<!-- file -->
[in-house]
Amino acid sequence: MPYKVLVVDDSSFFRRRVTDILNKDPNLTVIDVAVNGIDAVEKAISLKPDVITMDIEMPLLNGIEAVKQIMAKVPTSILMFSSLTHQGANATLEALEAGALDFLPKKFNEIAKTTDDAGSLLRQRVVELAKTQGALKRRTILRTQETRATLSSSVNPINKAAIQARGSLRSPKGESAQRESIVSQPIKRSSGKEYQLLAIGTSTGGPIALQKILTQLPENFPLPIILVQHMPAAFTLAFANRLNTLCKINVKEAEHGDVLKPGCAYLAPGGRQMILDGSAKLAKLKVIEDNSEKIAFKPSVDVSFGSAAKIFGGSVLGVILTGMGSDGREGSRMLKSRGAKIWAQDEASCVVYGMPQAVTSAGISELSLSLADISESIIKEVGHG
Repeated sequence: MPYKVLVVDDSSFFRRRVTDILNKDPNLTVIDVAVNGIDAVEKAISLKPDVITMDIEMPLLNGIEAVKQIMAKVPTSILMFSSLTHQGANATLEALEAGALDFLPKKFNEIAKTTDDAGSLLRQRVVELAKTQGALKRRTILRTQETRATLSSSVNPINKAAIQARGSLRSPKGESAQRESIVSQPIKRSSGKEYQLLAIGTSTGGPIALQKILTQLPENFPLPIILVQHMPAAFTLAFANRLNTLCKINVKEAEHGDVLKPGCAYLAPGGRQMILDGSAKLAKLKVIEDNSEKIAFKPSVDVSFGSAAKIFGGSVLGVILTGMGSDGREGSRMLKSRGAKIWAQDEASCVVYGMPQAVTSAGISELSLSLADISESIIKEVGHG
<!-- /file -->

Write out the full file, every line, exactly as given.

[in-house]
Amino acid sequence: MPYKVLVVDDSSFFRRRVTDILNKDPNLTVIDVAVNGIDAVEKAISLKPDVITMDIEMPLLNGIEAVKQIMAKVPTSILMFSSLTHQGANATLEALEAGALDFLPKKFNEIAKTTDDAGSLLRQRVVELAKTQGALKRRTILRTQETRATLSSSVNPINKAAIQARGSLRSPKGESAQRESIVSQPIKRSSGKEYQLLAIGTSTGGPIALQKILTQLPENFPLPIILVQHMPAAFTLAFANRLNTLCKINVKEAEHGDVLKPGCAYLAPGGRQMILDGSAKLAKLKVIEDNSEKIAFKPSVDVSFGSAAKIFGGSVLGVILTGMGSDGREGSRMLKSRGAKIWAQDEASCVVYGMPQAVTSAGISELSLSLADISESIIKEVGHG
Repeated sequence: MPYKVLVVDDSSFFRRRVTDILNKDPNLTVIDVAVNGIDAVEKAISLKPDVITMDIEMPLLNGIEAVKQIMAKVPTSILMFSSLTHQGANATLEALEAGALDFLPKKFNEIAKTTDDAGSLLRQRVVELAKTQGALKRRTILRTQETRATLSSSVNPINKAAIQARGSLRSPKGESAQRESIVSQPIKRSSGKEYQLLAIGTSTGGPIALQKILTQLPENFPLPIILVQHMPAAFTLAFANRLNTLCKINVKEAEHGDVLKPGCAYLAPGGRQMILDGSAKLAKLKVIEDNSEKIAFKPSVDVSFGSAAKIFGGSVLGVILTGMGSDGREGSRMLKSRGAKIWAQDEASCVVYGMPQAVTSAGISELSLSLADISESIIKEVGHG